Integrating Health With Safety: Now Is the Time
- E. Andrew Kapp (Underwriters Laboratories (UL) Inc.) | Ahreum Amy Han (Underwriters Laboratories (UL) Inc.)
- Document ID
- American Society of Safety Engineers
- Professional Safety
- Publication Date
- May 2017
- Document Type
- Journal Paper
- 44 - 49
- 2017. American Society of Safety Engineers
- 2 in the last 30 days
- 24 since 2007
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- An integrative approach to the safety and health of a workforce is good for both employees and the bottom line.
- Current conditions such as skyrocketing healthcare costs, an aging workforce, continuing declines in the standard of health and stagnant rates of the most severe injuries underscore the importance of integrating safety and health.
- To successfully integrate health with safety, employers must overcome obstacles that keep these two functions historically separate in organizations and society.
- A recent UL Inc./ASSE study has identified eight key practices that successful companies implement to achieve integrated safety and health, and reap the rewards from doing so.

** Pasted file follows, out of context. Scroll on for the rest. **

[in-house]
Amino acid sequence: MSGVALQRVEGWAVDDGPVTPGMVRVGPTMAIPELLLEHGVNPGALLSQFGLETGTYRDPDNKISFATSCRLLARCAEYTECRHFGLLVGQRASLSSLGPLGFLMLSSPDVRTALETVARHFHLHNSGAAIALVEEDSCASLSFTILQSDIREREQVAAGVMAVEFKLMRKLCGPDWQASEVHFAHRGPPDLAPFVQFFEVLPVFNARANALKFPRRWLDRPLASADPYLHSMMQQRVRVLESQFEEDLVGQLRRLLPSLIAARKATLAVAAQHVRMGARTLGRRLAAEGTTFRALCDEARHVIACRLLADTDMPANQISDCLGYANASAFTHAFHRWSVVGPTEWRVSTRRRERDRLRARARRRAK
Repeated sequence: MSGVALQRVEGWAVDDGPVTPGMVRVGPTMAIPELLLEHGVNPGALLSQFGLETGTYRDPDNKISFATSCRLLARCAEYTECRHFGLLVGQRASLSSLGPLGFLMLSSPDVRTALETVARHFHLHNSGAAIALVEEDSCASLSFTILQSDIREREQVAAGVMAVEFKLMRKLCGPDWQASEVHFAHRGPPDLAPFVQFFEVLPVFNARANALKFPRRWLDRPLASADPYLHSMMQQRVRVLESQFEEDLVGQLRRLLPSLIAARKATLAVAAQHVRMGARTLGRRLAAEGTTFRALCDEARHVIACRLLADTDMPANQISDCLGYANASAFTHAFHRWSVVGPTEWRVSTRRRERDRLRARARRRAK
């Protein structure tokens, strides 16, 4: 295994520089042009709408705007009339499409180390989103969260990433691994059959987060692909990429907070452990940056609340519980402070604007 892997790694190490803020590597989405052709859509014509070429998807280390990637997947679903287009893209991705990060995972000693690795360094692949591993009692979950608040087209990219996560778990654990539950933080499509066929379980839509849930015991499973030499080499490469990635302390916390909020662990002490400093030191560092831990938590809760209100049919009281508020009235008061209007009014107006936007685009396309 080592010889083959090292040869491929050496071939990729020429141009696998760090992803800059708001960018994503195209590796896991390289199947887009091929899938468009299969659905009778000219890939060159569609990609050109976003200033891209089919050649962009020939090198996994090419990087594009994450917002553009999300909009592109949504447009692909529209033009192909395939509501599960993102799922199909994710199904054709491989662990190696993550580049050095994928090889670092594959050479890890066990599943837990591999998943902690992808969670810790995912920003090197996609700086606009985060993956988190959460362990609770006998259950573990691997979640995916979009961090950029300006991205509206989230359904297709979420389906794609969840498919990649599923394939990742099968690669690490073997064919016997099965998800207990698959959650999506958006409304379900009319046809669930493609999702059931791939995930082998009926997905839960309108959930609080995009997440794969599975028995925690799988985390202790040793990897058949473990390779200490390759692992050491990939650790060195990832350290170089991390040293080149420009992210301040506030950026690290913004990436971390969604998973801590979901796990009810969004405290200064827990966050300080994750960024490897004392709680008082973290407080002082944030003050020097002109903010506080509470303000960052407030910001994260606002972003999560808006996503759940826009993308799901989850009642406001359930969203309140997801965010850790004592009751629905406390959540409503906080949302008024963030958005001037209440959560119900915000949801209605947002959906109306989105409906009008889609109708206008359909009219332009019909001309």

Integrated workplace health protection and promotion is defined in a 2011 article as “the strategic and systematic integration of distinct environmental, health and safety policies and programs into a continuum of activities that enhances the overall health and well-being of the workforce and prevents work-related injuries and illnesses” (Hymel, Loeppke, Baase, et al., 2011, p. 695). Since then, a body of evidence has grown that supports the underlying concept that an integrative approach to workers’ safety and health is good for employees and for an organization’s bottom line.
Cooklin, Joss, Husser, et al. (2016), found that integrated approaches demonstrate measurable improvements to individual safety, health and well-being among employees of the companies examined. In another example, a metaanalysis of 17 published studies encompassing both OSH and wellness (health promotion) across a wide range of U.S. industries, Anger, Elliot, Bodner, et al. (2015), found that all but one of the 17 intervention programs showed improved risk factors for injuries and/or chronic diseases among participating employees, with four demonstrating improvements in 10 or more health risk factors (Anger, et al., 2015).
Health risk factors are an individual’s behaviors, characteristics or exposures that increase the likelihood of developing a disease or injury. Reducing risk factors by, for example, maintaining a healthy weight, meeting guidelines for physical activity and eliminating tobacco use have all been associated with lower risk for diagnosed chronic health conditions, better functional outcomes and lower rates of preventable mortality (Pronk, 2015). In addition to potential health consequences to the individual, the prevalence of risk factors in an employee population at or above that of the U.S. population (Table 1) represents a serious risk to the employer’s productivity and profitability.
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